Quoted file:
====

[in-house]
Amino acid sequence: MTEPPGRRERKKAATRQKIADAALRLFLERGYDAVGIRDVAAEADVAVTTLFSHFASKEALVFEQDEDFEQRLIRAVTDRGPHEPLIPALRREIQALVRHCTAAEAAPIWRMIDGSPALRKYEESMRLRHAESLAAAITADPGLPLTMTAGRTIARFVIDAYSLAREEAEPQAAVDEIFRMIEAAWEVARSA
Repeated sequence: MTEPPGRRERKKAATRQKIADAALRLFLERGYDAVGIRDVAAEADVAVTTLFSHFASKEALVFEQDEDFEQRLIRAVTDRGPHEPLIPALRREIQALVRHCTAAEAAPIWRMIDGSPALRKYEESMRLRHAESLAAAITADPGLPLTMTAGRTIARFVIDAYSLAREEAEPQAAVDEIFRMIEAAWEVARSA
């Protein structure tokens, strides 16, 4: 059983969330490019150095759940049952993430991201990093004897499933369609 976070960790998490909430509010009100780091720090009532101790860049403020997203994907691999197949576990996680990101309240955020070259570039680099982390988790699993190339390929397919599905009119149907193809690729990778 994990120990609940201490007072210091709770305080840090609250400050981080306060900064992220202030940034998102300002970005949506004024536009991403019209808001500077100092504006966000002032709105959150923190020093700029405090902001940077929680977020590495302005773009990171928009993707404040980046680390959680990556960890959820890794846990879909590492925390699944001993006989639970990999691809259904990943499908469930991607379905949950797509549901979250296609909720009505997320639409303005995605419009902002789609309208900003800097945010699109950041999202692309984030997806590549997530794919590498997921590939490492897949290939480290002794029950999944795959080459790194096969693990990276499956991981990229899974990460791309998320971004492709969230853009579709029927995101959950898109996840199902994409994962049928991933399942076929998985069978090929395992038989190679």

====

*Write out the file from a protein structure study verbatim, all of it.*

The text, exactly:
[in-house]
Amino acid sequence: MTEPPGRRERKKAATRQKIADAALRLFLERGYDAVGIRDVAAEADVAVTTLFSHFASKEALVFEQDEDFEQRLIRAVTDRGPHEPLIPALRREIQALVRHCTAAEAAPIWRMIDGSPALRKYEESMRLRHAESLAAAITADPGLPLTMTAGRTIARFVIDAYSLAREEAEPQAAVDEIFRMIEAAWEVARSA
Repeated sequence: MTEPPGRRERKKAATRQKIADAALRLFLERGYDAVGIRDVAAEADVAVTTLFSHFASKEALVFEQDEDFEQRLIRAVTDRGPHEPLIPALRREIQALVRHCTAAEAAPIWRMIDGSPALRKYEESMRLRHAESLAAAITADPGLPLTMTAGRTIARFVIDAYSLAREEAEPQAAVDEIFRMIEAAWEVARSA
């Protein structure tokens, strides 16, 4: 059983969330490019150095759940049952993430991201990093004897499933369609 976070960790998490909430509010009100780091720090009532101790860049403020997203994907691999197949576990996680990101309240955020070259570039680099982390988790699993190339390929397919599905009119149907193809690729990778 994990120990609940201490007072210091709770305080840090609250400050981080306060900064992220202030940034998102300002970005949506004024536009991403019209808001500077100092504006966000002032709105959150923190020093700029405090902001940077929680977020590495302005773009990171928009993707404040980046680390959680990556960890959820890794846990879909590492925390699944001993006989639970990999691809259904990943499908469930991607379905949950797509549901979250296609909720009505997320639409303005995605419009902002789609309208900003800097945010699109950041999202692309984030997806590549997530794919590498997921590939490492897949290939480290002794029950999944795959080459790194096969693990990276499956991981990229899974990460791309998320971004492709969230853009579709029927995101959950898109996840199902994409994962049928991933399942076929998985069978090929395992038989190679």